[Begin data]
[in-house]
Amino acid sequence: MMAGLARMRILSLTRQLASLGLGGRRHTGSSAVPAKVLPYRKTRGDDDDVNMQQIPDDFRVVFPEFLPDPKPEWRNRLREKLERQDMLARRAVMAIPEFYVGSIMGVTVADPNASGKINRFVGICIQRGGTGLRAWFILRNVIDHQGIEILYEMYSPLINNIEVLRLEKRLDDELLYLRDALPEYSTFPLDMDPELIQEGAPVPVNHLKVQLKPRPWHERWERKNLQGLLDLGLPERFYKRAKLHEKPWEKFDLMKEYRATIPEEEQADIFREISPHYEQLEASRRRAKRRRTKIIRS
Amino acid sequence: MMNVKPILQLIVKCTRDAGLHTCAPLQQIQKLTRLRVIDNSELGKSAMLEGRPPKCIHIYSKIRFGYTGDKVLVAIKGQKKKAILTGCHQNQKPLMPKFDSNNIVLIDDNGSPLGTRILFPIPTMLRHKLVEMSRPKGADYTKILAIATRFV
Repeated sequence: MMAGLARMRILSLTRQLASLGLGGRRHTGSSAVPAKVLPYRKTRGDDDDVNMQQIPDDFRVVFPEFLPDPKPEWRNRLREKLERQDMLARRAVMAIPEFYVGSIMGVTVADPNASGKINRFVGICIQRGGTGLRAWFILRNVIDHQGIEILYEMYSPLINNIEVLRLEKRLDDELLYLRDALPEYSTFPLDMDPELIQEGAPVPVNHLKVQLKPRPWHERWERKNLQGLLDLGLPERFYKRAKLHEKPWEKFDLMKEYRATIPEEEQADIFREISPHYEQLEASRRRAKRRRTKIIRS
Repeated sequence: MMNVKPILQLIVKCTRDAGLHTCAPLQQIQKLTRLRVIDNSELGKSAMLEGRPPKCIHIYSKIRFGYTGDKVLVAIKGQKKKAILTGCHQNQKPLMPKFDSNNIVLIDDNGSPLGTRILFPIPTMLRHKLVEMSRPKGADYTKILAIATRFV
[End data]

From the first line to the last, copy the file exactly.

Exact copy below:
[in-house]
Amino acid sequence: MMAGLARMRILSLTRQLASLGLGGRRHTGSSAVPAKVLPYRKTRGDDDDVNMQQIPDDFRVVFPEFLPDPKPEWRNRLREKLERQDMLARRAVMAIPEFYVGSIMGVTVADPNASGKINRFVGICIQRGGTGLRAWFILRNVIDHQGIEILYEMYSPLINNIEVLRLEKRLDDELLYLRDALPEYSTFPLDMDPELIQEGAPVPVNHLKVQLKPRPWHERWERKNLQGLLDLGLPERFYKRAKLHEKPWEKFDLMKEYRATIPEEEQADIFREISPHYEQLEASRRRAKRRRTKIIRS
Amino acid sequence: MMNVKPILQLIVKCTRDAGLHTCAPLQQIQKLTRLRVIDNSELGKSAMLEGRPPKCIHIYSKIRFGYTGDKVLVAIKGQKKKAILTGCHQNQKPLMPKFDSNNIVLIDDNGSPLGTRILFPIPTMLRHKLVEMSRPKGADYTKILAIATRFV
Repeated sequence: MMAGLARMRILSLTRQLASLGLGGRRHTGSSAVPAKVLPYRKTRGDDDDVNMQQIPDDFRVVFPEFLPDPKPEWRNRLREKLERQDMLARRAVMAIPEFYVGSIMGVTVADPNASGKINRFVGICIQRGGTGLRAWFILRNVIDHQGIEILYEMYSPLINNIEVLRLEKRLDDELLYLRDALPEYSTFPLDMDPELIQEGAPVPVNHLKVQLKPRPWHERWERKNLQGLLDLGLPERFYKRAKLHEKPWEKFDLMKEYRATIPEEEQADIFREISPHYEQLEASRRRAKRRRTKIIRS
Repeated sequence: MMNVKPILQLIVKCTRDAGLHTCAPLQQIQKLTRLRVIDNSELGKSAMLEGRPPKCIHIYSKIRFGYTGDKVLVAIKGQKKKAILTGCHQNQKPLMPKFDSNNIVLIDDNGSPLGTRILFPIPTMLRHKLVEMSRPKGADYTKILAIATRFV